I wish I could’ve told sixteen-year-old me, “if you thought feelings of anonymity were bad when you were an angsty teenager with a persecution complex, just wait until your 20s.”
I attended a large university here in Canada that I both loved and loathed for various reasons. We don’t have the ranking system that distinguishes Ivy League institutions from state schools like in the States, but like all post-secondary institutions, each one has a reputation. Continue reading
I’m a self-professed Austen devotee, which I owe largely to a first year English professor who, besides being a staunch feminist, is also a man of excellent literary tastes, his speciality being British Romanticism (the best era for literature ever, if you ask me). I also owe to him my lifelong love affair with John Keats. Thank you for forever jeopardizing any relationship I could have with a living, breathing man because I, go figure, am hung up on a dead one (but c’mon, have you ever read Endymion or “Ode to a Nightingale” or any of his letters?!).
The professor in question first introduced me not to the quintessentially ‘Austen’ Austen novels, like Pride and Prejudice or Emma, but to a short little Gothic parody, Northanger Abbey, which is both hilarious and still romantic despite its very deliberate and completely self-aware campiness. I worked my way from Northanger Abbey to Sense and Sensibility and Persuasion to Pride and Prejudice then to Emma (my second least favourite) to the outright miserable Mansfield Park, which I was forced to read in a seminar on 19th-century transatlantic slave narratives due to its brief references to Sir Thomas’ slave ownership and his travel to the West Indies (my least favourite).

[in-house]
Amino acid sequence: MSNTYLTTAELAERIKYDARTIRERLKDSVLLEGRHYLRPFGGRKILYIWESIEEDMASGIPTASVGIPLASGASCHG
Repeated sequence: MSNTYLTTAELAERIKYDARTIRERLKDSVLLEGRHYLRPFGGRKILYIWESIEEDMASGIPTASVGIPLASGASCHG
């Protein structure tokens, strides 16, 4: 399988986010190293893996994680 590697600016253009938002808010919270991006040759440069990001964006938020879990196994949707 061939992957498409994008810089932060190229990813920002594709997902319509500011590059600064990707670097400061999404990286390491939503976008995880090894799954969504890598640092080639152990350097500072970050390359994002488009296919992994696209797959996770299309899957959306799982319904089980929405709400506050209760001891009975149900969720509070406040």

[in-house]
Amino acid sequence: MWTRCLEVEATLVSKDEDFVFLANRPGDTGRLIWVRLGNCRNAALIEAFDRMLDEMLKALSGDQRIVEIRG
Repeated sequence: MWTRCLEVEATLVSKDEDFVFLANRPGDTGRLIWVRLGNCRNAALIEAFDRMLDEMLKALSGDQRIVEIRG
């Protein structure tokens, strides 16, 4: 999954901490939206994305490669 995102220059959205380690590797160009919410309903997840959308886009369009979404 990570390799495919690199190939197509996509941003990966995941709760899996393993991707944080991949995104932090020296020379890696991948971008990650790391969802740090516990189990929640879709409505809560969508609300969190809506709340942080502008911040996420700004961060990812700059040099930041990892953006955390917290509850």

In the minds of many Austen fans and book lovers in general, Pride and Prejudice reigns supreme as both the ultimate romcom and her crowning literary achievement. This brings me to my titular question: can Austen survive casual sex, reality TV and the American midwest?